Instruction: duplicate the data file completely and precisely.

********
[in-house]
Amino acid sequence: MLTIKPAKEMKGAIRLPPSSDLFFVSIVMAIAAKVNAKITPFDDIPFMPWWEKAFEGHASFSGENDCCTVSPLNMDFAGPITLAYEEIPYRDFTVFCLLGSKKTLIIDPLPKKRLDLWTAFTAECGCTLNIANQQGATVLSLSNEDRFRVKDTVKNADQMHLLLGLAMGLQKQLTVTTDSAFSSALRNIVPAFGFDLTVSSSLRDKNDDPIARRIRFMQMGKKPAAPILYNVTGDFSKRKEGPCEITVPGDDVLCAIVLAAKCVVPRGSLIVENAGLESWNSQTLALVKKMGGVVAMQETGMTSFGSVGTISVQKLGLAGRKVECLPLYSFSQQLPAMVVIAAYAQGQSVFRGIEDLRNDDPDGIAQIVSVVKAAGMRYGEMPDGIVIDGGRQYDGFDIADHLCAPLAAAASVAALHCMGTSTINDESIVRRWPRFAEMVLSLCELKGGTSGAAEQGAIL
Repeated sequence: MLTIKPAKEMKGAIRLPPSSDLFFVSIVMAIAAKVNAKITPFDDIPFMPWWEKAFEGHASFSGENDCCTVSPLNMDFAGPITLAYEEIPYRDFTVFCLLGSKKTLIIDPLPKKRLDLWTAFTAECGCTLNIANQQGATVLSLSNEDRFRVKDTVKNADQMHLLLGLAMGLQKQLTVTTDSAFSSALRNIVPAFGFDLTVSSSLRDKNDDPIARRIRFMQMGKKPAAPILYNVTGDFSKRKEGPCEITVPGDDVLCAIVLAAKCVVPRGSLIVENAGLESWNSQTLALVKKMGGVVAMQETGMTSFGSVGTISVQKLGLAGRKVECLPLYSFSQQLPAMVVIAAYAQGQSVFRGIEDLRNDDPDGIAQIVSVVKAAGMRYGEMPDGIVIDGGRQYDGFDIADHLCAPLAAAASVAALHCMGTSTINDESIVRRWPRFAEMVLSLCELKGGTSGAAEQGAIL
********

[in-house]
Amino acid sequence: MLTIKPAKEMKGAIRLPPSSDLFFVSIVMAIAAKVNAKITPFDDIPFMPWWEKAFEGHASFSGENDCCTVSPLNMDFAGPITLAYEEIPYRDFTVFCLLGSKKTLIIDPLPKKRLDLWTAFTAECGCTLNIANQQGATVLSLSNEDRFRVKDTVKNADQMHLLLGLAMGLQKQLTVTTDSAFSSALRNIVPAFGFDLTVSSSLRDKNDDPIARRIRFMQMGKKPAAPILYNVTGDFSKRKEGPCEITVPGDDVLCAIVLAAKCVVPRGSLIVENAGLESWNSQTLALVKKMGGVVAMQETGMTSFGSVGTISVQKLGLAGRKVECLPLYSFSQQLPAMVVIAAYAQGQSVFRGIEDLRNDDPDGIAQIVSVVKAAGMRYGEMPDGIVIDGGRQYDGFDIADHLCAPLAAAASVAALHCMGTSTINDESIVRRWPRFAEMVLSLCELKGGTSGAAEQGAIL
Repeated sequence: MLTIKPAKEMKGAIRLPPSSDLFFVSIVMAIAAKVNAKITPFDDIPFMPWWEKAFEGHASFSGENDCCTVSPLNMDFAGPITLAYEEIPYRDFTVFCLLGSKKTLIIDPLPKKRLDLWTAFTAECGCTLNIANQQGATVLSLSNEDRFRVKDTVKNADQMHLLLGLAMGLQKQLTVTTDSAFSSALRNIVPAFGFDLTVSSSLRDKNDDPIARRIRFMQMGKKPAAPILYNVTGDFSKRKEGPCEITVPGDDVLCAIVLAAKCVVPRGSLIVENAGLESWNSQTLALVKKMGGVVAMQETGMTSFGSVGTISVQKLGLAGRKVECLPLYSFSQQLPAMVVIAAYAQGQSVFRGIEDLRNDDPDGIAQIVSVVKAAGMRYGEMPDGIVIDGGRQYDGFDIADHLCAPLAAAASVAALHCMGTSTINDESIVRRWPRFAEMVLSLCELKGGTSGAAEQGAIL